In the last few days I indulged in a rather technical description of the checks I made on DZERO's evaluation of the significance of their observation of Omega_b particles. In those occasions I did not discuss either what the Omega_b is, nor what is its relevance, nor the details of how DZERO collected a small but significant sample of events characterized by the production of that ephemeral particle.
Good news today. Yesterday afternoon Werner Faymann, the Austrian Federal Chancellor, announced that Austria will not leave CERN, as previously suggested. An official confirmation of this decision will be received this afternoon by letter by the President of the CERN Council.
The decision of Austria does not surprise me - it would have been both crazy and self-destructive for Austrians to decide to leave the rich program of particle physics that they have contributed heavily to make a reality.
The swine flu is spreading silently and slowly throughout the World, but it does not make headlines any more -or not yet again, at least. So far, a total of 8565 cases have been reported in five continents, and 73 people have died of it. The last death reported is a 55-years-old teacher in New York, who passed away after a five-day respiratory crisis.
This influenza is not as deadly as initially thought, if we look at the numbers: given the above numbers we obtain a death rate of less than one in a hundred -or, to be precise, 8.52+-0.99 per mille, where the uncertainty given is just statistical.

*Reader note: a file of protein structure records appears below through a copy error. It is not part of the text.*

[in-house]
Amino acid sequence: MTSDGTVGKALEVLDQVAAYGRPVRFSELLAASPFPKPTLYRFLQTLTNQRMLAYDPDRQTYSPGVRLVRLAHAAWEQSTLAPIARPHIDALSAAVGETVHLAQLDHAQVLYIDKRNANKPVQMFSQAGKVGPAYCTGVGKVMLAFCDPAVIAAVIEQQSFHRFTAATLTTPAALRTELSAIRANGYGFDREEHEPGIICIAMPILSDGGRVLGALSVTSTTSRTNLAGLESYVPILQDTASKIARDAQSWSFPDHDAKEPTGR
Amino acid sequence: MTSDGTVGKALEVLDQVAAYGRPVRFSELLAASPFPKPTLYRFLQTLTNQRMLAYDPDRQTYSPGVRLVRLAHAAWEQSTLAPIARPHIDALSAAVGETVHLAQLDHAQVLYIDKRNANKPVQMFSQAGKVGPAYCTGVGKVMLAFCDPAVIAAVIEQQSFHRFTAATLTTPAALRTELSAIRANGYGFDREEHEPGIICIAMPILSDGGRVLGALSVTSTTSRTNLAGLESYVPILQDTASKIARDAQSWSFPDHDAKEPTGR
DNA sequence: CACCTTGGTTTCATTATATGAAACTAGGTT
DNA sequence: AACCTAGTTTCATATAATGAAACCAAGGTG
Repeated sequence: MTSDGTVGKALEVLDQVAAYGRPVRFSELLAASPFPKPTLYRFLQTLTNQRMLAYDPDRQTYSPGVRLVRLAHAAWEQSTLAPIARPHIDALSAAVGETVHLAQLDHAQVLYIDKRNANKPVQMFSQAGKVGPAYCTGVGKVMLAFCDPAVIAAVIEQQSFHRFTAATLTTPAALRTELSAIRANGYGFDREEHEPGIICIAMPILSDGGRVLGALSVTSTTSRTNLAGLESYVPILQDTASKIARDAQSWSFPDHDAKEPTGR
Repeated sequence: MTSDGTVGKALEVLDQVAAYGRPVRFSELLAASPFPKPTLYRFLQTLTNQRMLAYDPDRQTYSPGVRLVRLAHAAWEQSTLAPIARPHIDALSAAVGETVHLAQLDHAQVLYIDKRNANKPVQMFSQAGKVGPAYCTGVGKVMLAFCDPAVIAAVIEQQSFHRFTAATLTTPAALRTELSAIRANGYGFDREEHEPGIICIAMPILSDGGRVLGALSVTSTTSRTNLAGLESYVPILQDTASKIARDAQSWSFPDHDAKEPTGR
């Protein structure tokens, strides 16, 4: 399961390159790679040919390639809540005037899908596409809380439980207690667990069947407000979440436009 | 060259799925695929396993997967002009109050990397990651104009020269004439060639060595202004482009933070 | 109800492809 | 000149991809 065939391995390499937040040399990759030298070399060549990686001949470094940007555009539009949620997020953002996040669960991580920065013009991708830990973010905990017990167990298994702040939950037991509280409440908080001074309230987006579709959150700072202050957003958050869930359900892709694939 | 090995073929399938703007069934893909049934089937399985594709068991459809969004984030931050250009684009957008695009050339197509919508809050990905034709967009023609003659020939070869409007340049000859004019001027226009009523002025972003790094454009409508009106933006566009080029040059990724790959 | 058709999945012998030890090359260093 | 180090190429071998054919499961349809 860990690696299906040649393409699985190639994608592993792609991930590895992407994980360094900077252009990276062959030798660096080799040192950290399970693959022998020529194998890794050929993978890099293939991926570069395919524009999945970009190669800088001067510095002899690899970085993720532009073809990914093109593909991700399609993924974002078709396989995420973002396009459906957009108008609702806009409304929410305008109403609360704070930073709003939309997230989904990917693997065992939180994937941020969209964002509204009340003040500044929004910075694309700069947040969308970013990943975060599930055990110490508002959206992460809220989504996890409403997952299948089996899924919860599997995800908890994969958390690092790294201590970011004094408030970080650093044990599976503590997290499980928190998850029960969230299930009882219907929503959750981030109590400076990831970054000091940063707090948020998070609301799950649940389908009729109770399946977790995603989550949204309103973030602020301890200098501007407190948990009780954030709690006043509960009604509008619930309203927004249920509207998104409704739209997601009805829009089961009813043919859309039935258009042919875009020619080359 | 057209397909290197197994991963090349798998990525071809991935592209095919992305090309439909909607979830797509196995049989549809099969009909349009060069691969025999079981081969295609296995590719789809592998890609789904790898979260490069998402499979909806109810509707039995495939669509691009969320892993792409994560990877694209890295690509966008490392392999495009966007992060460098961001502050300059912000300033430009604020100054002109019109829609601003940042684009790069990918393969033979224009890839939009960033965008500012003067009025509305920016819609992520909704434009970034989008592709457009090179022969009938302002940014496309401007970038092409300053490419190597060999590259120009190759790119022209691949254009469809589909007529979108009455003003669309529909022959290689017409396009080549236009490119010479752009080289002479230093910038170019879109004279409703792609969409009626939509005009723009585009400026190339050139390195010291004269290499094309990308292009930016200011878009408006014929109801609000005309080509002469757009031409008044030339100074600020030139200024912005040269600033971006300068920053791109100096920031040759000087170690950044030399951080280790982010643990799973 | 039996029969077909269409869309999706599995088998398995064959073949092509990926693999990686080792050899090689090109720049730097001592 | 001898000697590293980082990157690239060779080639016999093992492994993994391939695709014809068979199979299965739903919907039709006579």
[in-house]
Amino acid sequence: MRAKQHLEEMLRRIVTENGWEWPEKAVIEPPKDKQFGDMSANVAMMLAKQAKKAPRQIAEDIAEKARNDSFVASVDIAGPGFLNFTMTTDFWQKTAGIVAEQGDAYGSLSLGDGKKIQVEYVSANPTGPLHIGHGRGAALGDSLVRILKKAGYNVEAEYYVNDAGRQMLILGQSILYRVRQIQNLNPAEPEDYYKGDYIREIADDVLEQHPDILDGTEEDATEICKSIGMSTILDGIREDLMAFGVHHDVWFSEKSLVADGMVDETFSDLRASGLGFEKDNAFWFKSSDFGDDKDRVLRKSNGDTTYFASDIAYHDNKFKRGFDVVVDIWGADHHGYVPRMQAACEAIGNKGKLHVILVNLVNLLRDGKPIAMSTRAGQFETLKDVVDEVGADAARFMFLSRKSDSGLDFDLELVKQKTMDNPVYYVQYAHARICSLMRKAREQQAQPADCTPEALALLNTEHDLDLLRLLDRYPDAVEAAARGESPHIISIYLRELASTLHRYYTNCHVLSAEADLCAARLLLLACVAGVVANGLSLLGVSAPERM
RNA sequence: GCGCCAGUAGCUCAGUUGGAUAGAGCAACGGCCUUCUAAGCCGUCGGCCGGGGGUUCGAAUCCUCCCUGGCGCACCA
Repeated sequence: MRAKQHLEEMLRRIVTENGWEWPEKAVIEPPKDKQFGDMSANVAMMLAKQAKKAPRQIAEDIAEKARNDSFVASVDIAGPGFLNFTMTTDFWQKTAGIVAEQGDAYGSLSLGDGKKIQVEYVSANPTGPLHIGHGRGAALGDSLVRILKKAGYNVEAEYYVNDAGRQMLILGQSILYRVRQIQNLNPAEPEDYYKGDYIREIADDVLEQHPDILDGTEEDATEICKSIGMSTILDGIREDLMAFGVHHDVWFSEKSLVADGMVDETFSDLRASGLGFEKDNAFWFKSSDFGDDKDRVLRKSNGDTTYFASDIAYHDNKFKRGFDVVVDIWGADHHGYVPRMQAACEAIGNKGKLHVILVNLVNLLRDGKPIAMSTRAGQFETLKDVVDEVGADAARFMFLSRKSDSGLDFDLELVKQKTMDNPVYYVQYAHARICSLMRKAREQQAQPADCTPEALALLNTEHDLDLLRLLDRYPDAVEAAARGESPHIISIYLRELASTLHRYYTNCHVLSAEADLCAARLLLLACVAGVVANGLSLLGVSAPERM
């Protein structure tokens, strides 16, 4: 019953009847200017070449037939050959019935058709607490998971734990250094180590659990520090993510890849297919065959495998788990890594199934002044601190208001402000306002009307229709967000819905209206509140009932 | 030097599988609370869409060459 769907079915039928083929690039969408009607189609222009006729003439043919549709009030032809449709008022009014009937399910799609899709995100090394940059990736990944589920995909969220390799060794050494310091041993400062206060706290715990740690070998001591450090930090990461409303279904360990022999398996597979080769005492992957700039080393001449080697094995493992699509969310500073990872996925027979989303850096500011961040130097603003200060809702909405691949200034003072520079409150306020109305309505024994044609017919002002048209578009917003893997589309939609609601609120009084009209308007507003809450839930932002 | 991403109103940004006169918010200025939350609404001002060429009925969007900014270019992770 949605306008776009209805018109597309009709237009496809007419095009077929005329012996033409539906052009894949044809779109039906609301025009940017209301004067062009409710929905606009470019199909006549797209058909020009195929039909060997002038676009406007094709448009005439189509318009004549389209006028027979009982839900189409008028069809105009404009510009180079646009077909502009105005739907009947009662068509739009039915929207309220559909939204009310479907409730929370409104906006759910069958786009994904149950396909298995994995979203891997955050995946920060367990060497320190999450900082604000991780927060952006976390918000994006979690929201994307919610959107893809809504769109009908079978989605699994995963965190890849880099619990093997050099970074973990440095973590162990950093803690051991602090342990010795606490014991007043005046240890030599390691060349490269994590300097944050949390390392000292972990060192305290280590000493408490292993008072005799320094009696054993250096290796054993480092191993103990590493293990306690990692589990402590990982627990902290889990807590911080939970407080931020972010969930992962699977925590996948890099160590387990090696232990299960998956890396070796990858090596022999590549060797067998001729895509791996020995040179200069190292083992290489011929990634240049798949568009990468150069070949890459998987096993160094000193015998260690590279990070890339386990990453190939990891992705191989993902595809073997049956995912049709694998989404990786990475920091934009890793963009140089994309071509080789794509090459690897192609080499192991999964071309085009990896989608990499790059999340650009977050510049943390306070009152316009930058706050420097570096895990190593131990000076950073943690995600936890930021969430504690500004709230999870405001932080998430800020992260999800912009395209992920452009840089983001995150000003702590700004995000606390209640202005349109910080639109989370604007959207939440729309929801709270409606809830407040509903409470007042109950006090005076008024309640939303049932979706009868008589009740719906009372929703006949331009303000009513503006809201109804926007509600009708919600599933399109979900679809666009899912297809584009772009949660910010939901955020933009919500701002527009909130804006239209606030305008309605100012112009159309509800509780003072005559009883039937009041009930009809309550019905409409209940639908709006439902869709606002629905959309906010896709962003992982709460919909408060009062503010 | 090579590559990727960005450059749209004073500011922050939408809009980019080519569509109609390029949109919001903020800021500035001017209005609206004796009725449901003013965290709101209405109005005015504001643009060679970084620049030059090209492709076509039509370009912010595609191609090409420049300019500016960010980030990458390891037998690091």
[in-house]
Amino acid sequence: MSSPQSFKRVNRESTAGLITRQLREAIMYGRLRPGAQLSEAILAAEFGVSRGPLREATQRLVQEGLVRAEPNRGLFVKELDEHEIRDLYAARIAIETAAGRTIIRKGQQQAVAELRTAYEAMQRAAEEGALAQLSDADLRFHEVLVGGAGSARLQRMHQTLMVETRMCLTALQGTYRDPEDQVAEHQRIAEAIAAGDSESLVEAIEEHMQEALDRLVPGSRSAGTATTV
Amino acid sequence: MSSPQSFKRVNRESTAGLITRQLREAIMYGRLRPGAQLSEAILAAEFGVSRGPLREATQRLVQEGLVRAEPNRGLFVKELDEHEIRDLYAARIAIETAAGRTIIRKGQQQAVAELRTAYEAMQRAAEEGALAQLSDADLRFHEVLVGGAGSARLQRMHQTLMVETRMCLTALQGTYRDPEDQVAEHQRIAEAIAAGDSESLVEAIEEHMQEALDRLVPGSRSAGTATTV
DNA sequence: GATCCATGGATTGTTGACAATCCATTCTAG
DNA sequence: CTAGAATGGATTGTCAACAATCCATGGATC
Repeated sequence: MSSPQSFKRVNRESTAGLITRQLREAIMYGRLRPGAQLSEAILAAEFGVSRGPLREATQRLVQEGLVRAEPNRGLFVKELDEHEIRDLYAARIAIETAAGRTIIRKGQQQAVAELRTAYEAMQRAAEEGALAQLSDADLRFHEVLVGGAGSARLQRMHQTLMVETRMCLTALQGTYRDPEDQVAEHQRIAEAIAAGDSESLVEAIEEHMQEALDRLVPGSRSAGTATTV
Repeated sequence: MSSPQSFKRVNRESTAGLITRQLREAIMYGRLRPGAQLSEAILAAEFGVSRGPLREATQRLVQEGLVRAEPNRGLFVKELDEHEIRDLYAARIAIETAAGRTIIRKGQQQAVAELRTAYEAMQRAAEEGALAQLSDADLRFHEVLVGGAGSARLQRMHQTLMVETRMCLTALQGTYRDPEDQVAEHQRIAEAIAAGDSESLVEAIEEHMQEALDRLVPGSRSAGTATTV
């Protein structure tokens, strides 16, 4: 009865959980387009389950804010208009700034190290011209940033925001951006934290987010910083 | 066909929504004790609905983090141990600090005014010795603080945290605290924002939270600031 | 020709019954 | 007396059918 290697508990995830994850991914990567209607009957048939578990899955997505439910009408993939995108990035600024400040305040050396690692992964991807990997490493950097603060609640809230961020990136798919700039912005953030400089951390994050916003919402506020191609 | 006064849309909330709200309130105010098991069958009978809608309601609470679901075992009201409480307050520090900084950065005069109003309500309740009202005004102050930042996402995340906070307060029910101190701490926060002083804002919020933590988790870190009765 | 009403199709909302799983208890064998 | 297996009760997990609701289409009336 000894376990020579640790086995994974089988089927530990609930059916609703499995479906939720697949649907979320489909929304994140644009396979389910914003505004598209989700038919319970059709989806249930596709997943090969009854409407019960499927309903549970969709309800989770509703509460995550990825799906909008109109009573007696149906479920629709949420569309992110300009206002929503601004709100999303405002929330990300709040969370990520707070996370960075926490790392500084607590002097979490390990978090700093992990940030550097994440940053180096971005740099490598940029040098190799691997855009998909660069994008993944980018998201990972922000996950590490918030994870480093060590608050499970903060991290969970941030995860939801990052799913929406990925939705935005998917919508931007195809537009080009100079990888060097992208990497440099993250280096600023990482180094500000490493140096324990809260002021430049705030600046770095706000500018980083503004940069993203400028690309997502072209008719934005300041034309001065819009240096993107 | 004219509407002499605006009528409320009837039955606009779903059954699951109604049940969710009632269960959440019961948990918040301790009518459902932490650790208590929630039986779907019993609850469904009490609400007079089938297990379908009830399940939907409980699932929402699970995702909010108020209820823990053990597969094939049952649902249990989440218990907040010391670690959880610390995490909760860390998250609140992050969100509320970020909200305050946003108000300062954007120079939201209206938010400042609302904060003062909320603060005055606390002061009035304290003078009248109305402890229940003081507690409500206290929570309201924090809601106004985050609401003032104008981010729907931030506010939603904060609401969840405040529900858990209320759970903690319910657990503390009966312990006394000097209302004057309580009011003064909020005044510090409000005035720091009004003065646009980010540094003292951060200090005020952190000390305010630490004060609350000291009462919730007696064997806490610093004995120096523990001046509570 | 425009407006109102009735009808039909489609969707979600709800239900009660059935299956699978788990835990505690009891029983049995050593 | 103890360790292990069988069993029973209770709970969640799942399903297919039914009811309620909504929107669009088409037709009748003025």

In a previous article here
I considered from a statistical standpoint the signal of Omega_b candidate decays extracted by the DZERO collaboration in a large dataset of proton-antiproton collisions -the ones produced by today's most powerful hadron collider, the Tevatron at the Fermi National Accelerator Laboratory.
Tired of reading about science ?
In need of a boost to your ego ?
You think you are smarter than me ?
Can you play chess at a reasonable level ? Or, do you have a chess program and you don't mind cheating ?
If you answered "yes" to the above questions, why don't you try to beat at chess a tenured particle physicist with a Ph.D. ? I am willing to take your challenge.
A first observation of the Omega_b baryon -a quite exotic particle composed of a bottom quark and two strange quarks- has been recently published
by the DZERO collaboration. Their paper claims to observe the so-far-unseen particle in 1.3 inverse femtobarns of Run II data (about a hundred trillion proton-antiproton collisions, that is).
The claim is based on the signal they find, 17.8 fitted events making a peak in the reconstructed mass distribution, a signal whose significance is computed to exceed five standard deviations: 5.4
of them, to be precise.